Fuld was unavailable to comment for this story. ABCNews.com was unable to reach Paulson for comment.
Warner saw Fuld as a tragic figure.
"He was a man who was probably doing what anyone else would be doing in his shoes, morally speaking," Warner said. "He was probably acting within the law, and probably doing it especially well. He was incredibly brilliant."
"What happened was a sort of natural disaster and he was in the eye of the storm," Warner continued. "His bank was brought down in the eye of the storm."
In the film, we watch as Fuld scrambles to hold onto the bank where he reigned for 14 years, courting a sale to Bank of America, then holding out for Barclays, only to have the British government refuse the acquisition and the American government refuse to bail out Lehman. In the end, Fuld was forced to file the biggest bankruptcy in U.S. history.
The antagonist to Fuld would have to be Paulson, played by Cromwell, who depicts the former Treasury secretary, according to Bloomberg, as a "strait-laced tough guy."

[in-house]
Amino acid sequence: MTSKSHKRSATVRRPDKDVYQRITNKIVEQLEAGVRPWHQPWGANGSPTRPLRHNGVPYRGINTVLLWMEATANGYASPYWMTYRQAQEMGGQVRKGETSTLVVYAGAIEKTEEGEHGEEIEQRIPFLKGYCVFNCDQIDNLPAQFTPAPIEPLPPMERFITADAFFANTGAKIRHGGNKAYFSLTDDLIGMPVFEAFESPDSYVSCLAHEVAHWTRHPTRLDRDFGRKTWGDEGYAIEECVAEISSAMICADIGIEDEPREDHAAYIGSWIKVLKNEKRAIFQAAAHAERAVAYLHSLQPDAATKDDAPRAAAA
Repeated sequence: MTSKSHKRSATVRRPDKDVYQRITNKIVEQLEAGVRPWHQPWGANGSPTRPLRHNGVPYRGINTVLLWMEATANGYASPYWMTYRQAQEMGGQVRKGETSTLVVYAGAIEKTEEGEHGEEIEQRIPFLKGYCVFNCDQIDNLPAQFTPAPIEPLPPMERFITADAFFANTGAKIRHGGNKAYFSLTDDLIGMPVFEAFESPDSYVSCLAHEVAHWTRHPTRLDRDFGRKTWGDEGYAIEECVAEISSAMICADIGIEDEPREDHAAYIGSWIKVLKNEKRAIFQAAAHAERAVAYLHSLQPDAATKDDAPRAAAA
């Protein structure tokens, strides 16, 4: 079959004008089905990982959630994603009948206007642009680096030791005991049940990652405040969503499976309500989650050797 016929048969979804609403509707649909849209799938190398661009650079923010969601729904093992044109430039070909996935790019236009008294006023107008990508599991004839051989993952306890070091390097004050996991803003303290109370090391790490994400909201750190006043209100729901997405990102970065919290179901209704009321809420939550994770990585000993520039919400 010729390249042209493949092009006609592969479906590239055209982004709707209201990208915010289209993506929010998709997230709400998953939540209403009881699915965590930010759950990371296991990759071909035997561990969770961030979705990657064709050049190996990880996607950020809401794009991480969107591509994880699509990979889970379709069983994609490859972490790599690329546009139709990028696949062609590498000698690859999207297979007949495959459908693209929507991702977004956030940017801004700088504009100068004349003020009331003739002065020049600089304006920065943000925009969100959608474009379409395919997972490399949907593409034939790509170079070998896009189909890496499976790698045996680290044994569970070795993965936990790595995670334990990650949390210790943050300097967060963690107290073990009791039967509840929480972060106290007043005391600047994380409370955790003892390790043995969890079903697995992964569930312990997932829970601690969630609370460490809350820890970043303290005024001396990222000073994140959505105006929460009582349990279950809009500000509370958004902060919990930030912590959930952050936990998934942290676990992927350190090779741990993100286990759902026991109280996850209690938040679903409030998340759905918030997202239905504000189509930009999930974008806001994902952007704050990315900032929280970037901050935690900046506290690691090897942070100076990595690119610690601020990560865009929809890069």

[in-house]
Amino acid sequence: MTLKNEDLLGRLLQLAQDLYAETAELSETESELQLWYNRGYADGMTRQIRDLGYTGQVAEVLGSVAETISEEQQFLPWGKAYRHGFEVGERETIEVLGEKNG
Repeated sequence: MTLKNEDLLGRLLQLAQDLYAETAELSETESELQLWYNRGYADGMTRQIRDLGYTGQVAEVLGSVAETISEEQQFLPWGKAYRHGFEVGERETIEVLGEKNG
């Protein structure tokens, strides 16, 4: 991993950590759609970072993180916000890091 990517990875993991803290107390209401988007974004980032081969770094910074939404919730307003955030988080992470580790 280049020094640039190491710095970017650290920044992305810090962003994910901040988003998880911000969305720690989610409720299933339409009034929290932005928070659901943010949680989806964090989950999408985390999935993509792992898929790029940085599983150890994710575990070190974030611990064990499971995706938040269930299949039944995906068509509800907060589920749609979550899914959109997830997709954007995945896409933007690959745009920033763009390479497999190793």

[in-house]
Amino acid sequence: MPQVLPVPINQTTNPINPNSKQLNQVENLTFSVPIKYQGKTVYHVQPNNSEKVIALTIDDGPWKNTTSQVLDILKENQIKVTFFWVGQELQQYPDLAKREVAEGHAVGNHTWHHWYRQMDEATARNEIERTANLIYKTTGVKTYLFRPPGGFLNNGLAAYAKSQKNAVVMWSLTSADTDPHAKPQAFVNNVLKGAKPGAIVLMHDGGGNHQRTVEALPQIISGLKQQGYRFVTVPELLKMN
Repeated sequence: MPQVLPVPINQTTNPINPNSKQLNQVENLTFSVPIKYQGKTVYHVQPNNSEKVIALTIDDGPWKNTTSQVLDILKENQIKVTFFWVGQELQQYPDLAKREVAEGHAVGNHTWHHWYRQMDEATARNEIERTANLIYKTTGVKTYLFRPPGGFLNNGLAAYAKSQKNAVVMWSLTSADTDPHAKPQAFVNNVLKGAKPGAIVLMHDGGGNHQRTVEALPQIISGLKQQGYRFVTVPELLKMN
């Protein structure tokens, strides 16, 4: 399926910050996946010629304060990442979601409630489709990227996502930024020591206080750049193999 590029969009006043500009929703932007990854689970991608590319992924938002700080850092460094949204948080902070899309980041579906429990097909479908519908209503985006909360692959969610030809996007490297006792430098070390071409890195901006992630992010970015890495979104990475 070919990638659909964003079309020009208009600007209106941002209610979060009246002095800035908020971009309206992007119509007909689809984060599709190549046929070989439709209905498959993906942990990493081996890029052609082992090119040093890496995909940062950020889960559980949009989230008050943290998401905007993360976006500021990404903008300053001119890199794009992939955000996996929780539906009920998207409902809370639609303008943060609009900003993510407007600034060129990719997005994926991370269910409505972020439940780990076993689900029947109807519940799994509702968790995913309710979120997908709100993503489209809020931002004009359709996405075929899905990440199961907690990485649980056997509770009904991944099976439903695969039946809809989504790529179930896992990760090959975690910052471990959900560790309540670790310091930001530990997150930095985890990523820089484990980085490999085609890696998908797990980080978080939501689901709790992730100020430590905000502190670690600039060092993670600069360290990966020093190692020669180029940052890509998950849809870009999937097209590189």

"There's no public money for the bailout of Lehman Brothers," Cromwell says in the film.
"We see that Paulson is a man who is very powerful and very intelligent and has to stand at the helm and make those decisions," Warner said.
Johnson said one of the film's pivotal scenes is between Fuld and Paulson during a late-night phone call. "They're talking around stuff," Johnson said. "Finally Fuld says, "What would you do if you were me?' It's like a man talking to his father. It's agony."
Cromwell, who had no trouble sharing his dislike of Paulson with a BBC interviewer, said he nonetheless played the role with "relish."
"It's rather like Michael Douglas doing Gordon Gecko in 'Wall Street,'" he told the interviewer. "All these guys are the top of the line, but when push comes to shove [Paulson] has the power to come in and make or save their asses. By withdrawing the carrot and saying: 'You take care of it,' he gets to watch them revert to type and fulfill the agenda that he knows will ultimately lead to the result [that he wants]."